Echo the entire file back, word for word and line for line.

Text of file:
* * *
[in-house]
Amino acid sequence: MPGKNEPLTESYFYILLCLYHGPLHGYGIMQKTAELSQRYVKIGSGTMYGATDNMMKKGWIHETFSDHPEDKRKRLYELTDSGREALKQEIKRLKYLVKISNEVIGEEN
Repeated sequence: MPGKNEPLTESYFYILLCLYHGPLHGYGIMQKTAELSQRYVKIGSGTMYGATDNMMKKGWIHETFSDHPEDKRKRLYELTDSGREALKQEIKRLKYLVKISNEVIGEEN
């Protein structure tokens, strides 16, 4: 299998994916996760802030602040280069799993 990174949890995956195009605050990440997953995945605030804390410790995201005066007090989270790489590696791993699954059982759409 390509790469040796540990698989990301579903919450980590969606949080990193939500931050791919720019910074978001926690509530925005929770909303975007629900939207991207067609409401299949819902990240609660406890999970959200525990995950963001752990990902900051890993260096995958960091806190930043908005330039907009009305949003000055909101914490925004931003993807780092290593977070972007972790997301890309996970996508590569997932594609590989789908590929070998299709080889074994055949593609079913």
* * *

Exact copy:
[in-house]
Amino acid sequence: MPGKNEPLTESYFYILLCLYHGPLHGYGIMQKTAELSQRYVKIGSGTMYGATDNMMKKGWIHETFSDHPEDKRKRLYELTDSGREALKQEIKRLKYLVKISNEVIGEEN
Repeated sequence: MPGKNEPLTESYFYILLCLYHGPLHGYGIMQKTAELSQRYVKIGSGTMYGATDNMMKKGWIHETFSDHPEDKRKRLYELTDSGREALKQEIKRLKYLVKISNEVIGEEN
């Protein structure tokens, strides 16, 4: 299998994916996760802030602040280069799993 990174949890995956195009605050990440997953995945605030804390410790995201005066007090989270790489590696791993699954059982759409 390509790469040796540990698989990301579903919450980590969606949080990193939500931050791919720019910074978001926690509530925005929770909303975007629900939207991207067609409401299949819902990240609660406890999970959200525990995950963001752990990902900051890993260096995958960091806190930043908005330039907009009305949003000055909101914490925004931003993807780092290593977070972007972790997301890309996970996508590569997932594609590989789908590929070998299709080889074994055949593609079913």